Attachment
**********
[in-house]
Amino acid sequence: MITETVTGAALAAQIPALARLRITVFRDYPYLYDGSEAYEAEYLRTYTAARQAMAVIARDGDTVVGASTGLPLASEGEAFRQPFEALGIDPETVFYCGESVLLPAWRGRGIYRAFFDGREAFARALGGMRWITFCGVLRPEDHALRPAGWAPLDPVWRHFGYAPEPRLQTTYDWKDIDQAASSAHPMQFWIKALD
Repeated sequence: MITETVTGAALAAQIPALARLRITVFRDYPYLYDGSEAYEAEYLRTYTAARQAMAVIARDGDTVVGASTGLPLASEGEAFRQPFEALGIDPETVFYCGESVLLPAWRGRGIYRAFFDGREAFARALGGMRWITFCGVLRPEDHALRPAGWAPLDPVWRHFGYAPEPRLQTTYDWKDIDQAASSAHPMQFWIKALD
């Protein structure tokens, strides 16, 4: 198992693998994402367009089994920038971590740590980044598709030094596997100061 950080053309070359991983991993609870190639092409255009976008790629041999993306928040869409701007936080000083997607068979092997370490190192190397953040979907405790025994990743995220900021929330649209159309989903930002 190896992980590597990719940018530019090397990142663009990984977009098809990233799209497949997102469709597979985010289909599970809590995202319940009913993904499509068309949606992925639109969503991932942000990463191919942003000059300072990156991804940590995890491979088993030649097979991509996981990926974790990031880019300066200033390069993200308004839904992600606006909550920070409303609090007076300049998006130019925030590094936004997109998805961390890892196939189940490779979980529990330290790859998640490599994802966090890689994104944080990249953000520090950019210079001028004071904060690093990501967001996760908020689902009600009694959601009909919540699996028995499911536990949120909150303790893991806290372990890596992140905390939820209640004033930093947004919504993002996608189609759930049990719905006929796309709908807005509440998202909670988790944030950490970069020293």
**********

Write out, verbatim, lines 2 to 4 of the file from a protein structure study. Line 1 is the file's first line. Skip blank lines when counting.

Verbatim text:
Amino acid sequence: MITETVTGAALAAQIPALARLRITVFRDYPYLYDGSEAYEAEYLRTYTAARQAMAVIARDGDTVVGASTGLPLASEGEAFRQPFEALGIDPETVFYCGESVLLPAWRGRGIYRAFFDGREAFARALGGMRWITFCGVLRPEDHALRPAGWAPLDPVWRHFGYAPEPRLQTTYDWKDIDQAASSAHPMQFWIKALD
Repeated sequence: MITETVTGAALAAQIPALARLRITVFRDYPYLYDGSEAYEAEYLRTYTAARQAMAVIARDGDTVVGASTGLPLASEGEAFRQPFEALGIDPETVFYCGESVLLPAWRGRGIYRAFFDGREAFARALGGMRWITFCGVLRPEDHALRPAGWAPLDPVWRHFGYAPEPRLQTTYDWKDIDQAASSAHPMQFWIKALD
């Protein structure tokens, strides 16, 4: 198992693998994402367009089994920038971590740590980044598709030094596997100061 950080053309070359991983991993609870190639092409255009976008790629041999993306928040869409701007936080000083997607068979092997370490190192190397953040979907405790025994990743995220900021929330649209159309989903930002 190896992980590597990719940018530019090397990142663009990984977009098809990233799209497949997102469709597979985010289909599970809590995202319940009913993904499509068309949606992925639109969503991932942000990463191919942003000059300072990156991804940590995890491979088993030649097979991509996981990926974790990031880019300066200033390069993200308004839904992600606006909550920070409303609090007076300049998006130019925030590094936004997109998805961390890892196939189940490779979980529990330290790859998640490599994802966090890689994104944080990249953000520090950019210079001028004071904060690093990501967001996760908020689902009600009694959601009909919540699996028995499911536990949120909150303790893991806290372990890596992140905390939820209640004033930093947004919504993002996608189609759930049990719905006929796309709908807005509440998202909670988790944030950490970069020293």